Price's focus on process, not results

Ace gives up two solo home runs in first start with Sox

Price's focus on process, not results

FORT MYERS, Fla. -- The first pitch that ace David Price threw in a game for the Red Sox was promptly knocked off the Green Monster at JetBlue Park by Brian Dozier for a leadoff double. However, the lefty doesn't have to make a true first impression until April 4, when he starts on Opening Day in Cleveland.

For Price, Thursday's Grapefruit League debut was part of the necessary process for getting ramped up for the start of what he hopes is a highly successful career in Boston.

Over three innings in an 8-2 loss to the Twins, Price gave up four hits, including back-to-back solo homers to Eduardo Escobar and Kurt Suzuki. Price walked one and struck out three.

Of Price's 51 pitches, 33 were strikes.

"I'm process oriented," said Price. "I'm not results oriented at all. You can't worry about the results. Have to stay focused on your process, and that's what I do. I went three innings, I don't know how many pitches I threw, but I know I can go back out there and give four more innings of no-run baseball and then I'm sitting there at seven innings with two runs and that's fine."

Price's high expectations

After years of competing against Price, the Red Sox are now pleased to be on the same side.

Price no longer does double takes when he sees David Ortiz and Dustin Pedroia in the same clubhouse.

"Honestly I think I'm past that stage," said Price, who signed a seven-year, $217 million contract with the Red Sox in December. "Just being here with the guys for three, maybe four weeks now, that awkward stage is gone and we're focused on winning baseball games. Everybody is doing their job. Everybody is working extremely hard and we'll get it going."

Even if the overall results weren't spectacular, Price enjoyed being able to wiggle out of a jam in the first.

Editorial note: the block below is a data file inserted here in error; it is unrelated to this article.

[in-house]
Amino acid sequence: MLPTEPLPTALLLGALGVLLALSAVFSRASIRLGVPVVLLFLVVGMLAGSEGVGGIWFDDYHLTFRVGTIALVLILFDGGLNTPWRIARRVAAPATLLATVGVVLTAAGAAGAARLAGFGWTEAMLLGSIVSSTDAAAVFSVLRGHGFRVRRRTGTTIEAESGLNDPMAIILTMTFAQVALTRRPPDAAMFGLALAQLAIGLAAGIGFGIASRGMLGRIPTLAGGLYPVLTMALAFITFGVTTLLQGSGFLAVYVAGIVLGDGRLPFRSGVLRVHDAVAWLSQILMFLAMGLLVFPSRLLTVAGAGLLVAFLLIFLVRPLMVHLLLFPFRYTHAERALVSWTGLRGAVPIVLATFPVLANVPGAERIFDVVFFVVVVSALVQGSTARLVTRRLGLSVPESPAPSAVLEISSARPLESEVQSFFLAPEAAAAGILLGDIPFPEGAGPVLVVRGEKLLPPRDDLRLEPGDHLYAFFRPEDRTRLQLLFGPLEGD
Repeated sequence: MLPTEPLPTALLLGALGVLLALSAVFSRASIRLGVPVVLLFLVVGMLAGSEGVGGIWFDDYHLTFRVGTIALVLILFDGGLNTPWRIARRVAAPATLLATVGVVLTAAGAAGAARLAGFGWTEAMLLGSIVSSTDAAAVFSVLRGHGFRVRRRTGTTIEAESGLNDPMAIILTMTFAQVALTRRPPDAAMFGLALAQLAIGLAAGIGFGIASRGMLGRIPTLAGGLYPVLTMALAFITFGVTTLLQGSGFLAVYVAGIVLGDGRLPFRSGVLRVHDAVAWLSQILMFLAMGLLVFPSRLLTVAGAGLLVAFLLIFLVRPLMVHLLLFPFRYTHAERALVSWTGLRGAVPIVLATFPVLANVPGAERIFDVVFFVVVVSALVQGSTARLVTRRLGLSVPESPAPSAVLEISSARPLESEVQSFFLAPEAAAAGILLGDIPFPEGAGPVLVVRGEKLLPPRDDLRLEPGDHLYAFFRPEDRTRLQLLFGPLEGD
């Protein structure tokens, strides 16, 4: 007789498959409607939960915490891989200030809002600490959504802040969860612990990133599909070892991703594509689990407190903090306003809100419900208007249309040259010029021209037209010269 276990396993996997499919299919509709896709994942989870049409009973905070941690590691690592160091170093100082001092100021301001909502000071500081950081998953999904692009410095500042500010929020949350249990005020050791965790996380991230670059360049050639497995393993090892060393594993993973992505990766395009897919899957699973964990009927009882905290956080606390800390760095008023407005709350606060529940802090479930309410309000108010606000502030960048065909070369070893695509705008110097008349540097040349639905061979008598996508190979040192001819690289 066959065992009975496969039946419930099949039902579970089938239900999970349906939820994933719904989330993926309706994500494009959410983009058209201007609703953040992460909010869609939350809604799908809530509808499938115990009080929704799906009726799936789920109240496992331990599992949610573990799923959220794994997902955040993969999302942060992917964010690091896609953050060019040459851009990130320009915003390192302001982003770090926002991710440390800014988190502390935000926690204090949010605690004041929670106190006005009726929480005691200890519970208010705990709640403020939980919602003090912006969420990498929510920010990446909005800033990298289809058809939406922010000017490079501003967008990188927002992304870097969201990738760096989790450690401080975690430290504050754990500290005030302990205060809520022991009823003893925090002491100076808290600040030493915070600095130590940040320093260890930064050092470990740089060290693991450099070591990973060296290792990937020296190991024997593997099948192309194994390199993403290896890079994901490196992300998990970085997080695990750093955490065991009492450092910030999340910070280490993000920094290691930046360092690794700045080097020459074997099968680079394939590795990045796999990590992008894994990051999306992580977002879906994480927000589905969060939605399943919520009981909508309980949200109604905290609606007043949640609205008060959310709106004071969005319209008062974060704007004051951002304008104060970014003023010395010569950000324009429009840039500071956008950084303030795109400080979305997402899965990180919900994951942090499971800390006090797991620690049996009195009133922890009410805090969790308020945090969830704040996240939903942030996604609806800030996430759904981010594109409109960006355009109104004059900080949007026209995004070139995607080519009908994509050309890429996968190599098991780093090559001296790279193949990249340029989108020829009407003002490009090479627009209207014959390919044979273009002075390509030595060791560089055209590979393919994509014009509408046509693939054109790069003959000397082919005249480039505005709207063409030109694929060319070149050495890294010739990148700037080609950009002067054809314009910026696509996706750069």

Red Sox love having Price

"Yeah, absolutely," said Price. "You never want to be in those, but you know at some point you're going to go out there and be in some jams. First pitch to Dozier was a double off the Monster, and then to leave him there after Danny Santana gets him over with a first-pitch ground ball to second base and a big out of Trevor Plouffe, that that first inning went well."

The back-to-back homers in the second merely served as a reminder to Price of what he has to fine-tune before his next start on Wednesday.

"In this league, if you don't execute, those guys are good. Every hitter at this level, they've proved they can swing the bat," said Price. "Whenever you don't execute, they always get hit hard."

As his interview concluded, Price already seemed to be focusing himself for the continuation of the process.

"I feel good today," Price said. "I want to feel good tomorrow, and then in five days from now, I expect to go out there and get after it."

It is a cycle Red Sox fans are looking forward to watching repeatedly over the next seven years.

Ian Browne is a reporter for MLB.com. Read his blog, Brownie Points, follow him on Twitter @IanMBrowne and listen to his podcast. This story was not subject to the approval of Major League Baseball or its clubs.